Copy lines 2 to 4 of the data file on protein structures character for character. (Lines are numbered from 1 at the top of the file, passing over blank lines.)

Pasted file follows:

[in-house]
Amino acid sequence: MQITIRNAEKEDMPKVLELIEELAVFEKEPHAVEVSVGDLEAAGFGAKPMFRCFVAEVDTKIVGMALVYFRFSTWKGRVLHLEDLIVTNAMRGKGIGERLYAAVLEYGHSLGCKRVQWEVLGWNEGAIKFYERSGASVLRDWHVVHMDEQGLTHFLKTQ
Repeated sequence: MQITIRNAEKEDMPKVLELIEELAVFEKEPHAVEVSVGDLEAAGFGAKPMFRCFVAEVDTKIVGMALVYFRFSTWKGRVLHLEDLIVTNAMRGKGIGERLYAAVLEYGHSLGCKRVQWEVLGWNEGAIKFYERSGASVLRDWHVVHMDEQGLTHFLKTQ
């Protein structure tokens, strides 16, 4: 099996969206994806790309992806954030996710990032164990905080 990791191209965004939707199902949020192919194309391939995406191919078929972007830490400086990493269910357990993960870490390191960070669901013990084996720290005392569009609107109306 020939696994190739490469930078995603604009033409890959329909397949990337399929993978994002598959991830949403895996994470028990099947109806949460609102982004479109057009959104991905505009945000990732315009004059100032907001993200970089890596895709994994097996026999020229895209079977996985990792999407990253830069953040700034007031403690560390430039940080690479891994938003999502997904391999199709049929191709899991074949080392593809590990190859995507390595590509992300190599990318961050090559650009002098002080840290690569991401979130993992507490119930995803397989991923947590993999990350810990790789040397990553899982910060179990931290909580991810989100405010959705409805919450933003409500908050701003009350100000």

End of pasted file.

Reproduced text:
Amino acid sequence: MQITIRNAEKEDMPKVLELIEELAVFEKEPHAVEVSVGDLEAAGFGAKPMFRCFVAEVDTKIVGMALVYFRFSTWKGRVLHLEDLIVTNAMRGKGIGERLYAAVLEYGHSLGCKRVQWEVLGWNEGAIKFYERSGASVLRDWHVVHMDEQGLTHFLKTQ
Repeated sequence: MQITIRNAEKEDMPKVLELIEELAVFEKEPHAVEVSVGDLEAAGFGAKPMFRCFVAEVDTKIVGMALVYFRFSTWKGRVLHLEDLIVTNAMRGKGIGERLYAAVLEYGHSLGCKRVQWEVLGWNEGAIKFYERSGASVLRDWHVVHMDEQGLTHFLKTQ
């Protein structure tokens, strides 16, 4: 099996969206994806790309992806954030996710990032164990905080 990791191209965004939707199902949020192919194309391939995406191919078929972007830490400086990493269910357990993960870490390191960070669901013990084996720290005392569009609107109306 020939696994190739490469930078995603604009033409890959329909397949990337399929993978994002598959991830949403895996994470028990099947109806949460609102982004479109057009959104991905505009945000990732315009004059100032907001993200970089890596895709994994097996026999020229895209079977996985990792999407990253830069953040700034007031403690560390430039940080690479891994938003999502997904391999199709049929191709899991074949080392593809590990190859995507390595590509992300190599990318961050090559650009002098002080840290690569991401979130993992507490119930995803397989991923947590993999990350810990790789040397990553899982910060179990931290909580991810989100405010959705409805919450933003409500908050701003009350100000």